The fourth bi-monthly Monetary Policy Committee (MPC) meeting for FY22 took place from 6th December’21 to 8th December’21. There weren’t many surprises in the announcements. On an expected note, MPC voted unanimously to maintain status quo with regard to the policy repo rate and by a majority of 5 to 1 to retain the accommodative policy stance. Consequently, repo rate remains unchanged at 4 percent and reverse repo rate at 3.35 percent. The Marginal Standing Facility (MSF) also remains unchanged at 4.25 percent.
On the growth front, MPC is confident that the Indian economy would be able to achieve a growth rate of 9.5 percent in FY22. The high-frequency indicators also support the fact that the domestic economy is progressing towards pre-covid levels. Yet, the emergence of Omicron and potential risk it can have on the growth prospects of the economy is a cause of worry.
On the inflation front, the MPC’s stand looks different from the rest of the central banks across the globe. Most of the central banks have dropped the transitory narrative of inflation and started devising measures to deal with the rising price levels. For instance, Federal Reserve is planning to fasten its tapering of bond purchases as inflation is taking a grip on the US economy. Similarly, three rate hikes are expected from the Federal Reserve by the end of 2022. However, the MPC hasn’t made any considerable revision on the inflation forecast and maintained it at 5.3 percent for FY22. For Q3FY22 and Q4FY22, inflation rate is projected at 5.1 percent and 5.7 percent, respectively. As the favourable base effect wanes off from December onwards, the inflation rate could climb to uncomfortable highs. In November’21, the inflation rate reached a three-month high of 4.91 percent. And food inflation rate also reached a three-month high of 2.6 percent. Rabi sowing is progressing well that would help in taming the food inflation rate in the coming months. Yet, the heavy rainfall in certain parts of the country has pushed the prices of the vegetables to soaring levels. Alongside, the volatility in the international commodity prices passing to the domestic economy is also a cause of concern. Thus, there are potential risks that could push inflation rate upwards in the domestic economy.
As a step towards policy normalisation and to absorb the surplus liquidity in the system, RBI has enhanced the Variable Rate Reverse Repo (VRRR) auctions to the tune of Rs 6.5 lakh crore on December 17 and further to Rs 7.5 lakh crore on December 31. And to ensure effective monetary policy transmission and to anchor interest rate expectation, RBI has committed itself to conduct Open Market Operations (OMOs) and Operation Twist as and when needed. Central government not revising its target on borrowing for FY22 is giving relief to the RBI. Yet, the global developments would warrant the RBI to participate actively in the bond market to keep the bond yields in check. Similarly, the monetary policy normalisation by the major central banks gives more responsibilities to the RBI. The monetary policy normalisation by the central banks in the advanced economies, especially by Federal Reserve, would result in the reverse flow of funds from the Indian economy. The reverse flow of funds would bring pressure on the Indian rupee and calls for the active participation of the RBI in the forex market to keep the currency in check. Depreciation of currency could be a boost for the export sector, but it would make the imports more expensive. A continuously depreciating currency could result in imported inflation increasing the burden on an economy recovering from the pandemic-induced economic crisis. Indian economy faced a similar situation in 2013, during the infamous taper tantrum. The Indian economy was categorized as one among the fragile five economies along with Indonesia, South Africa, Turkey and Brazil. Presently, the forex reserves of India are in a comfortable position, giving enough space for the RBI to intervene in the forex market.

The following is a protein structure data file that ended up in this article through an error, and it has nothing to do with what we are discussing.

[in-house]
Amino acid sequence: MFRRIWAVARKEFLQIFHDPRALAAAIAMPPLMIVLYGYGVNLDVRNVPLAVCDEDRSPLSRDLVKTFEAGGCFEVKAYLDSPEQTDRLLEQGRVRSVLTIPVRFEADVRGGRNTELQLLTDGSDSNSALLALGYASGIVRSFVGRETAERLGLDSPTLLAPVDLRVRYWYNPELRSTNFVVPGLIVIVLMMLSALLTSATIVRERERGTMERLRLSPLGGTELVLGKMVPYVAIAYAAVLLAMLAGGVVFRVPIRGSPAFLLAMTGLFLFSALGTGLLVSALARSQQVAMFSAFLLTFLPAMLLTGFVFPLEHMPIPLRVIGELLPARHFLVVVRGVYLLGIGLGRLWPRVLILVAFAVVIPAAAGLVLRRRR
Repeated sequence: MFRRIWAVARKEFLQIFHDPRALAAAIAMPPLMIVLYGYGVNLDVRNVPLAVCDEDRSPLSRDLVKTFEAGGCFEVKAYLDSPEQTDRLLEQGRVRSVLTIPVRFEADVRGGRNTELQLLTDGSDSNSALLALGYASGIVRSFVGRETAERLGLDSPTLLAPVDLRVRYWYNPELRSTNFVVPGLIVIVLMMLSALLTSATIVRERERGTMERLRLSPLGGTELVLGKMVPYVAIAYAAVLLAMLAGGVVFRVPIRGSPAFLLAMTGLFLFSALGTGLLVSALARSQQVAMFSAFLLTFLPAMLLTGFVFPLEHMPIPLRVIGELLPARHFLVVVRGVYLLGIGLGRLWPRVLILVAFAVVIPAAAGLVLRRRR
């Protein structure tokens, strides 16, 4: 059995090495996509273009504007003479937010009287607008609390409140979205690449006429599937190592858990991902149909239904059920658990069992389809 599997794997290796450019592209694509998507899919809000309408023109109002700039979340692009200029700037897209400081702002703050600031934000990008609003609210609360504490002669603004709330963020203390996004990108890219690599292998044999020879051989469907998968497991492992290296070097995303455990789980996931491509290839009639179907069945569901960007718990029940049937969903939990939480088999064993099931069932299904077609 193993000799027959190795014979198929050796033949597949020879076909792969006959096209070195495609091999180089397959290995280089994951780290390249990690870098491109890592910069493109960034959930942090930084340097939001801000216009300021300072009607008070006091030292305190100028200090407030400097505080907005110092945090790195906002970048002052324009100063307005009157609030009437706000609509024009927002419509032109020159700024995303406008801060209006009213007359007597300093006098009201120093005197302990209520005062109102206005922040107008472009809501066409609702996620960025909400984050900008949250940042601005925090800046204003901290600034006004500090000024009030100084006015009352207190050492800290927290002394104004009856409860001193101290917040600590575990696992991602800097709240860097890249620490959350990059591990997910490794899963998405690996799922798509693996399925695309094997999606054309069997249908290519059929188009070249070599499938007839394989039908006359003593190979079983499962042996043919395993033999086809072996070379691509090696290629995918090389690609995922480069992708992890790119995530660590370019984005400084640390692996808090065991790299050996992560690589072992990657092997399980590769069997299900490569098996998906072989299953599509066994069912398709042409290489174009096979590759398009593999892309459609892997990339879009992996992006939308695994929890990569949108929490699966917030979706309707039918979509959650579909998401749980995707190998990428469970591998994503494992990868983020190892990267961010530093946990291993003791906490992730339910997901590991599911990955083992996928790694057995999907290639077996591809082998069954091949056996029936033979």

In the next MPC meeting, we would get more clarity on the future course of action by the RBI. The possible impact of the omicron variant and the budget announcements for FY23 would help the RBI to decide on where its focus should be – support growth or control the inflation rate. Going forward, RBI won’t be in a position to ignore the rising price levels and would be forced to bite the bullet on rate hike.